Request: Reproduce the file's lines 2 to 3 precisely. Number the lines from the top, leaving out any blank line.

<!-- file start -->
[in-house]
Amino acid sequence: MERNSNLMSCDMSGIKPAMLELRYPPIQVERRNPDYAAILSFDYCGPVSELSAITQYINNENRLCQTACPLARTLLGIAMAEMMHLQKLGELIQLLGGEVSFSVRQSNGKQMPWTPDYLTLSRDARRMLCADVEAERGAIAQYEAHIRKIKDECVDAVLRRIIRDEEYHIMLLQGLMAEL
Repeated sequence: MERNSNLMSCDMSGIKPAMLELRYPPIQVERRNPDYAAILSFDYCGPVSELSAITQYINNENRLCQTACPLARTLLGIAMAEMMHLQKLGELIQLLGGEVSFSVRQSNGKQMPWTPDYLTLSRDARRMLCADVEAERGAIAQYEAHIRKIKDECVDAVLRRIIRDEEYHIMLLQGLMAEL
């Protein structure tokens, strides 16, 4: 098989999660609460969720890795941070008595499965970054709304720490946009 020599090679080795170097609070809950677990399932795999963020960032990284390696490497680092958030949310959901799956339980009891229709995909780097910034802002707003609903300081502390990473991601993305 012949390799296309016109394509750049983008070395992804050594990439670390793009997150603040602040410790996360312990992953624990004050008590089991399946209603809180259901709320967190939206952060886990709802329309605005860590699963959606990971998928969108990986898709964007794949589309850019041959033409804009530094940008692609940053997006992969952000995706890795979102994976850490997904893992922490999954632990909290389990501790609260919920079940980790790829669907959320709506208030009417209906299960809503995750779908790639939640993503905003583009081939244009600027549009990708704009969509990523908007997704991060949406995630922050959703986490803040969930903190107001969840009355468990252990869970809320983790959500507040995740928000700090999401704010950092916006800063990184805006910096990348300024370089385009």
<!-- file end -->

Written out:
Amino acid sequence: MERNSNLMSCDMSGIKPAMLELRYPPIQVERRNPDYAAILSFDYCGPVSELSAITQYINNENRLCQTACPLARTLLGIAMAEMMHLQKLGELIQLLGGEVSFSVRQSNGKQMPWTPDYLTLSRDARRMLCADVEAERGAIAQYEAHIRKIKDECVDAVLRRIIRDEEYHIMLLQGLMAEL
Repeated sequence: MERNSNLMSCDMSGIKPAMLELRYPPIQVERRNPDYAAILSFDYCGPVSELSAITQYINNENRLCQTACPLARTLLGIAMAEMMHLQKLGELIQLLGGEVSFSVRQSNGKQMPWTPDYLTLSRDARRMLCADVEAERGAIAQYEAHIRKIKDECVDAVLRRIIRDEEYHIMLLQGLMAEL